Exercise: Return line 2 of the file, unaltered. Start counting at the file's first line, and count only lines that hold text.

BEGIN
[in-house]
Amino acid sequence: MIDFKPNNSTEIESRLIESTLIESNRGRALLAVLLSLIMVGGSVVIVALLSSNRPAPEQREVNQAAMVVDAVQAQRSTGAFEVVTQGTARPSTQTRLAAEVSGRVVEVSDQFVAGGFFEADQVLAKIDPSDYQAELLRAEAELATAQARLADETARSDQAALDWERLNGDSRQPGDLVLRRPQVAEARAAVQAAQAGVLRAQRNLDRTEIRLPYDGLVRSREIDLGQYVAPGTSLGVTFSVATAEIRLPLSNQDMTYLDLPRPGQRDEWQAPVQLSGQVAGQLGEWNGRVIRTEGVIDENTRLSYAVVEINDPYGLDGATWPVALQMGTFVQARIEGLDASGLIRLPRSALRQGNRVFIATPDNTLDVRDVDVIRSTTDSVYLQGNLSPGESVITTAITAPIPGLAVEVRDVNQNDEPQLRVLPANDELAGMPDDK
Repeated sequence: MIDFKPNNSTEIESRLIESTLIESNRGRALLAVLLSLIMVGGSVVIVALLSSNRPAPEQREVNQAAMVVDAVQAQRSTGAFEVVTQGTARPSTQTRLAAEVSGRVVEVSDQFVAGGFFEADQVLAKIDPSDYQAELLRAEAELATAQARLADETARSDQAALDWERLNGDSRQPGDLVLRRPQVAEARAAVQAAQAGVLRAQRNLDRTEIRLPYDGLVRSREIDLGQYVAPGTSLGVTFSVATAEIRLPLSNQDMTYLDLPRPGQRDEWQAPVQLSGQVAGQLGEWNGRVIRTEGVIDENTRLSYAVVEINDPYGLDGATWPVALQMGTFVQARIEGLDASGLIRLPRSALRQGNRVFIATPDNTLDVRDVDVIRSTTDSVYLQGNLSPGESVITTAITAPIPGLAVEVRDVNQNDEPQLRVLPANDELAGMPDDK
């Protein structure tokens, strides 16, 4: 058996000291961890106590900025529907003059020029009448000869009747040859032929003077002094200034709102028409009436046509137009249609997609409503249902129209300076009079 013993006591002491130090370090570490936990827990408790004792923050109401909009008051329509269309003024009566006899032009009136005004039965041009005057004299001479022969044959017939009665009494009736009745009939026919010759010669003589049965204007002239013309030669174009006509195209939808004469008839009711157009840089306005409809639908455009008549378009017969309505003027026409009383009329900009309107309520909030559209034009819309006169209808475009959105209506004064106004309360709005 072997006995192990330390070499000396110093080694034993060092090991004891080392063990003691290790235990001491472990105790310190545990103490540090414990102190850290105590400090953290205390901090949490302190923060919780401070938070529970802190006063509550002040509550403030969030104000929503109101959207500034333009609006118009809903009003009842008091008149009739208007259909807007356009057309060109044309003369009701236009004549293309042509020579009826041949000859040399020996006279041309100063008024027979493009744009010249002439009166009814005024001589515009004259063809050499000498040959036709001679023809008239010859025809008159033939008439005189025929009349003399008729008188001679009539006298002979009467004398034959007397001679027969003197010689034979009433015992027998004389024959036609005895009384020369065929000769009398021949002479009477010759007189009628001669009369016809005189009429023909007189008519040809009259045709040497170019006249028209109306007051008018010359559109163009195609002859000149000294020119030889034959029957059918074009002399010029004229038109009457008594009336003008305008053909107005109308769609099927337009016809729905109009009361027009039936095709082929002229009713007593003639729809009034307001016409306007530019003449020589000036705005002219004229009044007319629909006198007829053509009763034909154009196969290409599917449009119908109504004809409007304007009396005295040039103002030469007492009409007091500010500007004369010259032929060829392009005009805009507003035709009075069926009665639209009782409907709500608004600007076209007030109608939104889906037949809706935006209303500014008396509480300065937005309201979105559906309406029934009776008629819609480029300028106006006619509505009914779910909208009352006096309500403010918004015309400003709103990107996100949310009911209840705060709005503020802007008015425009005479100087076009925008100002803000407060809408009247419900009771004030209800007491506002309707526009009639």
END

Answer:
Amino acid sequence: MIDFKPNNSTEIESRLIESTLIESNRGRALLAVLLSLIMVGGSVVIVALLSSNRPAPEQREVNQAAMVVDAVQAQRSTGAFEVVTQGTARPSTQTRLAAEVSGRVVEVSDQFVAGGFFEADQVLAKIDPSDYQAELLRAEAELATAQARLADETARSDQAALDWERLNGDSRQPGDLVLRRPQVAEARAAVQAAQAGVLRAQRNLDRTEIRLPYDGLVRSREIDLGQYVAPGTSLGVTFSVATAEIRLPLSNQDMTYLDLPRPGQRDEWQAPVQLSGQVAGQLGEWNGRVIRTEGVIDENTRLSYAVVEINDPYGLDGATWPVALQMGTFVQARIEGLDASGLIRLPRSALRQGNRVFIATPDNTLDVRDVDVIRSTTDSVYLQGNLSPGESVITTAITAPIPGLAVEVRDVNQNDEPQLRVLPANDELAGMPDDK